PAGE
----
Eroticism, it seems to me, is something hidden, something that doesn’t come out, doesn’t let itself be discovered. In those places where it announces itself, where it is put on view and put on sale, it is not to be found . . . So as to appear later, even slyly, in a place where no one expected to seek it, ambiguous and crafty, furtive and fitting.
Eroticism certainly does not consist in the redundantly displayed coitus that one finds in pornographic magazines. There it elicits only yawns and mechanical acts of masturbation.
Eroticism is elsewhere. But where? I think of the unforeseeable, the unexpected, of those moments in which the imagination lets itself go, as if out into warm water, and turns and sees the lights of the shoreline sparkling before it and feels a sense of uneasiness and glorious euphoria.
I remember a time that I attended a costume rehearsal at the theater. And the actors, vexed and vain, passed continually this way and that before the mirror followed by the seamstress with pins in her mouth.
An actor who I had known for years and with whom I had never exchanged a look that was anything less than professional, asked me to help him zip up his costume in the back.
While I did it, lovingly, as I would have done with any other actor, I felt my fingers burn. My maternal act was transforming itself into something unexpectedly sweet. My cheeks grew hot and my ears, icy cold.
So it is that Eros that strange chubby child born some say of Aphrodite and Aries, while others maintain him to be the progeny of Iris and the angry West Wind lets fly his arrow in the midst of an ordinary and innocent gesture. The pale flesh under the heavy brocade was beginning to leaven. Intuition told me that he too was feeling the very same unexpected and surprising emotion.
We did not look at each other. My hands only tarried a second or so longer than was necessary on that dry, taut back.
Furthermore, the man that I loved was there, seated next to me. He, too, was an actor. He was trying on his tights for the part of the prince he was playing.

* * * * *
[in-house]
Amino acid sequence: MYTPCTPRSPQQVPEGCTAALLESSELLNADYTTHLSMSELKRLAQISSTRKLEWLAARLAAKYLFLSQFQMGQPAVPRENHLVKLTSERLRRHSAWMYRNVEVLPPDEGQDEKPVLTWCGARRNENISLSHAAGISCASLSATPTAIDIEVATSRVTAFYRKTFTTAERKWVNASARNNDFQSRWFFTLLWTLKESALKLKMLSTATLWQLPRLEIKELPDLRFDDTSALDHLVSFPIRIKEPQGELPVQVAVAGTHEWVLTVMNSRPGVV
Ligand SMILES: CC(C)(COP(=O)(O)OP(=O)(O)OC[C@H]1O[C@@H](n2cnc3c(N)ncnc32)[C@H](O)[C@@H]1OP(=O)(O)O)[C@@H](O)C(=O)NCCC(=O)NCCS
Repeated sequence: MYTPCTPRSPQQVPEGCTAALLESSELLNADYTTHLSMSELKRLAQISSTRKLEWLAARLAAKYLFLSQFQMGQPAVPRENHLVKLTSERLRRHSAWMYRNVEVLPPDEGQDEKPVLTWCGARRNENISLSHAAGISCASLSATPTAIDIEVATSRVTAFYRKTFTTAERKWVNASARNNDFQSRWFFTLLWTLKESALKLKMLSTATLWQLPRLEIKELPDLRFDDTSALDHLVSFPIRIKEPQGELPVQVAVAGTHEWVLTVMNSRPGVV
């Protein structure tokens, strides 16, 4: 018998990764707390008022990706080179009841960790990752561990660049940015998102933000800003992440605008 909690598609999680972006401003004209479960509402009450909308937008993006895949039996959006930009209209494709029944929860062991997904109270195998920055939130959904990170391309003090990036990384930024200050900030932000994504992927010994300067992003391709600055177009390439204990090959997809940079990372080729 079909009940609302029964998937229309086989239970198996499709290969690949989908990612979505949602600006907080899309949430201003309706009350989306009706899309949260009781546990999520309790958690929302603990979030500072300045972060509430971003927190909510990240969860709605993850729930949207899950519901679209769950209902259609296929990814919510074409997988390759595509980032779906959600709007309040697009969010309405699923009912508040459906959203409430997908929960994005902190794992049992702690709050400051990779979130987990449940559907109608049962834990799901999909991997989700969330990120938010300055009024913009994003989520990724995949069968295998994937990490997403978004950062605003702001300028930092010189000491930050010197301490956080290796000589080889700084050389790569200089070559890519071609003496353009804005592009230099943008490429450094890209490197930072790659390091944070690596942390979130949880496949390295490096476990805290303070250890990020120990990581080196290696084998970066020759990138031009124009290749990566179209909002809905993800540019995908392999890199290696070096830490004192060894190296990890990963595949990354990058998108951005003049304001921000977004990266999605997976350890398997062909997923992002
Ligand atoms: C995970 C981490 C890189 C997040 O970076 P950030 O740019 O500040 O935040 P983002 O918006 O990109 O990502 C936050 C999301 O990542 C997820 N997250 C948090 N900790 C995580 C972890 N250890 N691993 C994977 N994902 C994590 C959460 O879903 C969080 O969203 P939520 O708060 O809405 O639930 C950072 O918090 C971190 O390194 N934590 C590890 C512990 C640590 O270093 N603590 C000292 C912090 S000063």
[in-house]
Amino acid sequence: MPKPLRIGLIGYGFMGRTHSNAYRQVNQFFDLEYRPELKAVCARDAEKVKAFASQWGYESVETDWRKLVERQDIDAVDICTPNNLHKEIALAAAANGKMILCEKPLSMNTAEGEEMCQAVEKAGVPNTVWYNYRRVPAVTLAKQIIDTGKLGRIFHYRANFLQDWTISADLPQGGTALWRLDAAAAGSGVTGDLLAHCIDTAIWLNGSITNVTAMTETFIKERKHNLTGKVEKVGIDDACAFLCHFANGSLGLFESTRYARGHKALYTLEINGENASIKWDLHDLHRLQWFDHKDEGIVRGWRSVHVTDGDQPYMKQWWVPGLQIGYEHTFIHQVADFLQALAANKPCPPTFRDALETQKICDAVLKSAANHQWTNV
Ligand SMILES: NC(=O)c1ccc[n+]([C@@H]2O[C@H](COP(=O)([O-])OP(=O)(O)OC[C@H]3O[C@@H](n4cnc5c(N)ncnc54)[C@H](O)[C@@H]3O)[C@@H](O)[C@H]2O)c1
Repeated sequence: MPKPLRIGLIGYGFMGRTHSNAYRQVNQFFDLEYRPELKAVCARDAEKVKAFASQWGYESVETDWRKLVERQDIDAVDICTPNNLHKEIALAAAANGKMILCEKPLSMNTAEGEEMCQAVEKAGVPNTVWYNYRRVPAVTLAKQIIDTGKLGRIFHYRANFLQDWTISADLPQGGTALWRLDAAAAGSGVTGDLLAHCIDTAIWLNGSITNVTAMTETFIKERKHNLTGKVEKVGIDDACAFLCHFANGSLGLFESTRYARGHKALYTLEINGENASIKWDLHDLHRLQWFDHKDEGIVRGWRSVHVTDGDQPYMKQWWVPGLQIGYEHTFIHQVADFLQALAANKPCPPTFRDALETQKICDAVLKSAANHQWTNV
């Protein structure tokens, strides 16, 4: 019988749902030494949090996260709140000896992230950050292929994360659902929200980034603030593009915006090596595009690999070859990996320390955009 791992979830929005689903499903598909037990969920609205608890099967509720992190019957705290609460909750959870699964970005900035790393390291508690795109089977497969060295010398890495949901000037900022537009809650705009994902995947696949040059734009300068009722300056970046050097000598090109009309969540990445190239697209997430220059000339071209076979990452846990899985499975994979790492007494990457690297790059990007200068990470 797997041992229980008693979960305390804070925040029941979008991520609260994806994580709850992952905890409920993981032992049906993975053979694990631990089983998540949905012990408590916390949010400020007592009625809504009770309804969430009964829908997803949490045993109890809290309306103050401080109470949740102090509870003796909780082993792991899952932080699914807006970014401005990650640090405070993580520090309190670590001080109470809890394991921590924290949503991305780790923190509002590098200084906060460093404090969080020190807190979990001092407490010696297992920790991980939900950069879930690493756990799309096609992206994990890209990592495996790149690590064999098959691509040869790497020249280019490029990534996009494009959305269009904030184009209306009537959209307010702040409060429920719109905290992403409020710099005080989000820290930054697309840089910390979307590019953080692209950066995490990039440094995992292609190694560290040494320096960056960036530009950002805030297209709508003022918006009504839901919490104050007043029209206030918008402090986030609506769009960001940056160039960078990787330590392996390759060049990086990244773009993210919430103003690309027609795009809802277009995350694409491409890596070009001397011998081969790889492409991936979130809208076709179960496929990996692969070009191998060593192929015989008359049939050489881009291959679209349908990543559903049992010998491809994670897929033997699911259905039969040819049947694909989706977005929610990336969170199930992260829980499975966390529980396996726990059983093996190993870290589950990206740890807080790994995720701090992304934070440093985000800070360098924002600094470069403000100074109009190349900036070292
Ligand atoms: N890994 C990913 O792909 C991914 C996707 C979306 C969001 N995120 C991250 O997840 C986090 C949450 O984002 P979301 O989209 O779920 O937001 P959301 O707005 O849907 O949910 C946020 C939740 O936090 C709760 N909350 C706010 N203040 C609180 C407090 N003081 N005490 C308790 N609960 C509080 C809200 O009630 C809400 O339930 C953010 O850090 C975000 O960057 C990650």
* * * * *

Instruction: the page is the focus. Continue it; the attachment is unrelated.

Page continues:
I had never betrayed him. We were so happy together. And yet the serpent of temptation had ignited my hands, and I felt them begin to caress that half-naked back that offered itself so tentatively to my touch. He would have wanted me to linger as I pulled up that zipper, slowly and more slowly. He would have wanted me to stumble, to breathlessly hang on his neck in that mute and miraculous desire. I would have wanted it, too.
But Iris is a stern mother and requires order in the sentiments. Therefore, with my ears still cold and my cheeks still burning, I put my hands back in my pockets, and I returned to my playwright’s chair. From my mouth came only a small inaudible sigh of resignation. Wisdom appeared before my eyes with their dry eyelashes, and my hands remained idle.
I swear I have not written these lines in order to encourage self-denial. I have not renounced other occasions. I wanted only to show how eroticism is timid and insolent and how it can appear when one least expects it to lay upon one its “natural” claims. It is not always wise to renounce. When one is in love, one must at least try.
Excerpted from the forthcoming anthology, In the Forbidden City: An Anthology of Erotic Fiction by Italian Women, edited by Maria Rosa Cutrufelli, published by The University of Chicago Press. © 2000 by the University of Chicago. All rights reserved.
Dacia Maraini and Nerve.com